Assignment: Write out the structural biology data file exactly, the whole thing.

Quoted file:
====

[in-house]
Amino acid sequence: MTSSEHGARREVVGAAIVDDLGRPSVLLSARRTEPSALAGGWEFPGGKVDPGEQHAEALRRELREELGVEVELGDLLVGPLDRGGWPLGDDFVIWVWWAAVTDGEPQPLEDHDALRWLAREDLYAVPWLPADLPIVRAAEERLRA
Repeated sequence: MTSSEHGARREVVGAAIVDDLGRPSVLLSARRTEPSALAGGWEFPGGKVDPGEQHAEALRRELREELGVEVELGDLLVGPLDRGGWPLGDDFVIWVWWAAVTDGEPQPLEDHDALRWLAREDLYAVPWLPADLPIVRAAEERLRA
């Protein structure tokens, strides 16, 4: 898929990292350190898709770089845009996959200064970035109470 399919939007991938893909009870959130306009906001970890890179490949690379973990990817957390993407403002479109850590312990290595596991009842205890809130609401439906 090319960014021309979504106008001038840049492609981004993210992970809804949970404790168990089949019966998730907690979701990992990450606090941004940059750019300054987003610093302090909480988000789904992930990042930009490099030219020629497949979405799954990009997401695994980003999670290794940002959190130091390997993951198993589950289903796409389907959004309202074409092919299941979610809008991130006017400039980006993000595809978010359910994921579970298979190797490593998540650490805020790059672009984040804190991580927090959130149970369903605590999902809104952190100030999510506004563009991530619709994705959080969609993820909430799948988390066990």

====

[in-house]
Amino acid sequence: MTSSEHGARREVVGAAIVDDLGRPSVLLSARRTEPSALAGGWEFPGGKVDPGEQHAEALRRELREELGVEVELGDLLVGPLDRGGWPLGDDFVIWVWWAAVTDGEPQPLEDHDALRWLAREDLYAVPWLPADLPIVRAAEERLRA
Repeated sequence: MTSSEHGARREVVGAAIVDDLGRPSVLLSARRTEPSALAGGWEFPGGKVDPGEQHAEALRRELREELGVEVELGDLLVGPLDRGGWPLGDDFVIWVWWAAVTDGEPQPLEDHDALRWLAREDLYAVPWLPADLPIVRAAEERLRA
């Protein structure tokens, strides 16, 4: 898929990292350190898709770089845009996959200064970035109470 399919939007991938893909009870959130306009906001970890890179490949690379973990990817957390993407403002479109850590312990290595596991009842205890809130609401439906 090319960014021309979504106008001038840049492609981004993210992970809804949970404790168990089949019966998730907690979701990992990450606090941004940059750019300054987003610093302090909480988000789904992930990042930009490099030219020629497949979405799954990009997401695994980003999670290794940002959190130091390997993951198993589950289903796409389907959004309202074409092919299941979610809008991130006017400039980006993000595809978010359910994921579970298979190797490593998540650490805020790059672009984040804190991580927090959130149970369903605590999902809104952190100030999510506004563009991530619709994705959080969609993820909430799948988390066990």